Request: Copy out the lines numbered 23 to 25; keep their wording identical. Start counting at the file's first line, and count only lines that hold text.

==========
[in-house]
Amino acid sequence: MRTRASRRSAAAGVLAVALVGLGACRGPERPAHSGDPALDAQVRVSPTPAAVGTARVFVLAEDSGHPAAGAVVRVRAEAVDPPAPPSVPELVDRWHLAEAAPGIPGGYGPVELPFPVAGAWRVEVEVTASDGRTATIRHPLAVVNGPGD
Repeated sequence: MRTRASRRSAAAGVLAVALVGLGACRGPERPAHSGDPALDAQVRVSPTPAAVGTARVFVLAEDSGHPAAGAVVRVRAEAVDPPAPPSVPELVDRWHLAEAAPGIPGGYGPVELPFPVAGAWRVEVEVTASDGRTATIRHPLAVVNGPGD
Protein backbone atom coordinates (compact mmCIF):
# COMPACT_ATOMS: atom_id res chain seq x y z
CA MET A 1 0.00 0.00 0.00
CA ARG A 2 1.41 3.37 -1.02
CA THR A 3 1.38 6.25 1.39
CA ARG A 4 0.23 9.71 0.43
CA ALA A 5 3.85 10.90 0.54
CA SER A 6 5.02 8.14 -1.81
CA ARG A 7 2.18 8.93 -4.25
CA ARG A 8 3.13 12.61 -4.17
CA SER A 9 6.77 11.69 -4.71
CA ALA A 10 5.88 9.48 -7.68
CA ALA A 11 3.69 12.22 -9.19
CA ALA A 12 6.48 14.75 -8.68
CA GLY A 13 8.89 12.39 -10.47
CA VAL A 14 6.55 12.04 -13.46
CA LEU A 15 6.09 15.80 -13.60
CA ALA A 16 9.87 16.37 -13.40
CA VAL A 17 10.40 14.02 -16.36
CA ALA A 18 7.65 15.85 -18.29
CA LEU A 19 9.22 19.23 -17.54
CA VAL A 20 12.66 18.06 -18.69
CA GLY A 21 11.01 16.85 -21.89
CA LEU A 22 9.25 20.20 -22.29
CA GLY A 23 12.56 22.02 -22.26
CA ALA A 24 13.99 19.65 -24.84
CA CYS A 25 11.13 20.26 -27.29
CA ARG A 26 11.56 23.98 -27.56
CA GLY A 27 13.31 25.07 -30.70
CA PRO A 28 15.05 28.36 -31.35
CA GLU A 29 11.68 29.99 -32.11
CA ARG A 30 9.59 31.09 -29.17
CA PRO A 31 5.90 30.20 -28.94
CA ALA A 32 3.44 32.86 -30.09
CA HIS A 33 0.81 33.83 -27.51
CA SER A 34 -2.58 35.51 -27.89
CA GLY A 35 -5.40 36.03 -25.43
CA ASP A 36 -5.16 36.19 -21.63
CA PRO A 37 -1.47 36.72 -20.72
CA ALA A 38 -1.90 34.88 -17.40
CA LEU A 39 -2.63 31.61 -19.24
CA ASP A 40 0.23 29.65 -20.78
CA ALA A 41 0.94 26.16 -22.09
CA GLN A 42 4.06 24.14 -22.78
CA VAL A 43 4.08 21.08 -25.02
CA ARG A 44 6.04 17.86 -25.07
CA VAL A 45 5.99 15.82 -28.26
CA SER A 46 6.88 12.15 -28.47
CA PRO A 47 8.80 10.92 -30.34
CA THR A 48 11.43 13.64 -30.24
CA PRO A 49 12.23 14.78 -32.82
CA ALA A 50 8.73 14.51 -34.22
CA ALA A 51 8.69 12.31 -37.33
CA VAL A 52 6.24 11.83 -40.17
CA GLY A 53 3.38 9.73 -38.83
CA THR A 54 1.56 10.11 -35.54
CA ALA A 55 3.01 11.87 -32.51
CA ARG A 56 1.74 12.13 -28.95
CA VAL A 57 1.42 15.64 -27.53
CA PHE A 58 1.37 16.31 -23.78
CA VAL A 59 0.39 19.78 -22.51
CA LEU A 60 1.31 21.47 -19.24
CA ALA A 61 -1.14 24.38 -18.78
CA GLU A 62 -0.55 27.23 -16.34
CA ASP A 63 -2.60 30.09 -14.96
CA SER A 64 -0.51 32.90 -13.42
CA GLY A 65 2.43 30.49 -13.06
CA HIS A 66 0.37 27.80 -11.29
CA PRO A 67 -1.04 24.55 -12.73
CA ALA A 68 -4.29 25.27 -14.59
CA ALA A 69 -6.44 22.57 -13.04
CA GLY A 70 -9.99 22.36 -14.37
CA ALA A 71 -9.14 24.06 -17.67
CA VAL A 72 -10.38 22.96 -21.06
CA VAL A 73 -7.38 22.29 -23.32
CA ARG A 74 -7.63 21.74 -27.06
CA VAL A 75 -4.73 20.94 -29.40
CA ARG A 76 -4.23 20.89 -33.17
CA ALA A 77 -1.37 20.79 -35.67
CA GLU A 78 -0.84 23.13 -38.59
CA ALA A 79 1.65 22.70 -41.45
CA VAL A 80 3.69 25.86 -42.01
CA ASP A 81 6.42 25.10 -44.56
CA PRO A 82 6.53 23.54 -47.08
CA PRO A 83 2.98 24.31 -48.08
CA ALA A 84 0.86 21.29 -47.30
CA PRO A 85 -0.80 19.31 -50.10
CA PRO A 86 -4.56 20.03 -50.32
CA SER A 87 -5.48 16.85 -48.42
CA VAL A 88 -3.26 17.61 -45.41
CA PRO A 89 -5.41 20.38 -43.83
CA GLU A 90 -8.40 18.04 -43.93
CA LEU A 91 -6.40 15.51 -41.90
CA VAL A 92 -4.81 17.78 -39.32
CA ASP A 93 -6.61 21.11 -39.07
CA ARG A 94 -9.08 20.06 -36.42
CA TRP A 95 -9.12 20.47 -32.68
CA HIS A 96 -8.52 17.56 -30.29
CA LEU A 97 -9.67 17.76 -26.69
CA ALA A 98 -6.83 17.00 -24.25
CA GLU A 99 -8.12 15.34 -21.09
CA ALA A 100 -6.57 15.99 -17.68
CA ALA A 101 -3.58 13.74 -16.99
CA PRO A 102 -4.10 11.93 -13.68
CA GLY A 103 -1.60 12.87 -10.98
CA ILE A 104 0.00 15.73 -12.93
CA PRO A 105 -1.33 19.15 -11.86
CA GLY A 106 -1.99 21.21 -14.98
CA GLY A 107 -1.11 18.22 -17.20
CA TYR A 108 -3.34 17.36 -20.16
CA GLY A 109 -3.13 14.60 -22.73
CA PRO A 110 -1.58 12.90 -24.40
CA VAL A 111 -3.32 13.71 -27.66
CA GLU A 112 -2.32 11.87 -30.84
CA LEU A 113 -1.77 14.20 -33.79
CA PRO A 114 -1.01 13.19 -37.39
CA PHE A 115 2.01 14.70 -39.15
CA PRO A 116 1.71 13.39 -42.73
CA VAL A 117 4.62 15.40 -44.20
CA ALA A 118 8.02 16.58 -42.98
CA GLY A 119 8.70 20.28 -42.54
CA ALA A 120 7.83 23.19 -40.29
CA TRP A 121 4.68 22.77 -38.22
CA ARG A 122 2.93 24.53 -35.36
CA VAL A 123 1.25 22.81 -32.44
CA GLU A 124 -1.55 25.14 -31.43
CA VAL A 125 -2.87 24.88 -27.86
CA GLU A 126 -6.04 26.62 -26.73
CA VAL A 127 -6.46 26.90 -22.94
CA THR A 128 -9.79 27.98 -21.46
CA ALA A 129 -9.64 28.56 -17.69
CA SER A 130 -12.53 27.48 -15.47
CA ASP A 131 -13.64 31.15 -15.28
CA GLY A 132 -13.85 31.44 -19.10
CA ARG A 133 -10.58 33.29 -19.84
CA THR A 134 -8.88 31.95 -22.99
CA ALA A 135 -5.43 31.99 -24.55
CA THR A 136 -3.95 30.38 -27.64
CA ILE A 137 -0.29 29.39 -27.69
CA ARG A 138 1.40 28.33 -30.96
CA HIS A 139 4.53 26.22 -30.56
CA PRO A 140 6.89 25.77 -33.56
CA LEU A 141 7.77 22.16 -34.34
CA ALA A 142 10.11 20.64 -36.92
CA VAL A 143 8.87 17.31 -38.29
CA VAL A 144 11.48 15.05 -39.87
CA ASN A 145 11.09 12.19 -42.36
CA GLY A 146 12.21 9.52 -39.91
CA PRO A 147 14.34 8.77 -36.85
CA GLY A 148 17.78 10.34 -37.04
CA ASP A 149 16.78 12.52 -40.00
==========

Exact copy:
CA ALA A 18 7.65 15.85 -18.29
CA LEU A 19 9.22 19.23 -17.54
CA VAL A 20 12.66 18.06 -18.69